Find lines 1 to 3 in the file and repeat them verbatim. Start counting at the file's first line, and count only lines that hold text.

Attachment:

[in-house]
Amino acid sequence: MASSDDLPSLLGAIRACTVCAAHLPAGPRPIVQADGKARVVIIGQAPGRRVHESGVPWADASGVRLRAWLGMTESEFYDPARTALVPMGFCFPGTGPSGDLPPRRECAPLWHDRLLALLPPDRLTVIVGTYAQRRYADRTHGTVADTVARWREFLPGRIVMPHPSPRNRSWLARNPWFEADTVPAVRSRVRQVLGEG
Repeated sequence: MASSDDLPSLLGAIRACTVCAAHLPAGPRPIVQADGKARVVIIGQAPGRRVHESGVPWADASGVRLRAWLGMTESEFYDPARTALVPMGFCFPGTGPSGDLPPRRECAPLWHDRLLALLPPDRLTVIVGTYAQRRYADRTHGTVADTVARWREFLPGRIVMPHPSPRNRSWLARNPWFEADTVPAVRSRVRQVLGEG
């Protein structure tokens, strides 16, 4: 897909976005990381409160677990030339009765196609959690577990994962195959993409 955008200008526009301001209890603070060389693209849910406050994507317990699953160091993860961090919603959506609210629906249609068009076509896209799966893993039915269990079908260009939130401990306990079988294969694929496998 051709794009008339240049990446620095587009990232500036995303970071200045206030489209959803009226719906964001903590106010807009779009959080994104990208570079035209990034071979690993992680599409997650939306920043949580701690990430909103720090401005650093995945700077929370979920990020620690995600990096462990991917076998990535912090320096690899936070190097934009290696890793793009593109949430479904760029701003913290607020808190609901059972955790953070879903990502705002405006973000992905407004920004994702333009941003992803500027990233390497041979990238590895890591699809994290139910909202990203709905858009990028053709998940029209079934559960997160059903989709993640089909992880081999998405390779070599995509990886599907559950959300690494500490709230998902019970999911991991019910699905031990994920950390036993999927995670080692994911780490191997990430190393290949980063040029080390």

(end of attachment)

[in-house]
Amino acid sequence: MASSDDLPSLLGAIRACTVCAAHLPAGPRPIVQADGKARVVIIGQAPGRRVHESGVPWADASGVRLRAWLGMTESEFYDPARTALVPMGFCFPGTGPSGDLPPRRECAPLWHDRLLALLPPDRLTVIVGTYAQRRYADRTHGTVADTVARWREFLPGRIVMPHPSPRNRSWLARNPWFEADTVPAVRSRVRQVLGEG
Repeated sequence: MASSDDLPSLLGAIRACTVCAAHLPAGPRPIVQADGKARVVIIGQAPGRRVHESGVPWADASGVRLRAWLGMTESEFYDPARTALVPMGFCFPGTGPSGDLPPRRECAPLWHDRLLALLPPDRLTVIVGTYAQRRYADRTHGTVADTVARWREFLPGRIVMPHPSPRNRSWLARNPWFEADTVPAVRSRVRQVLGEG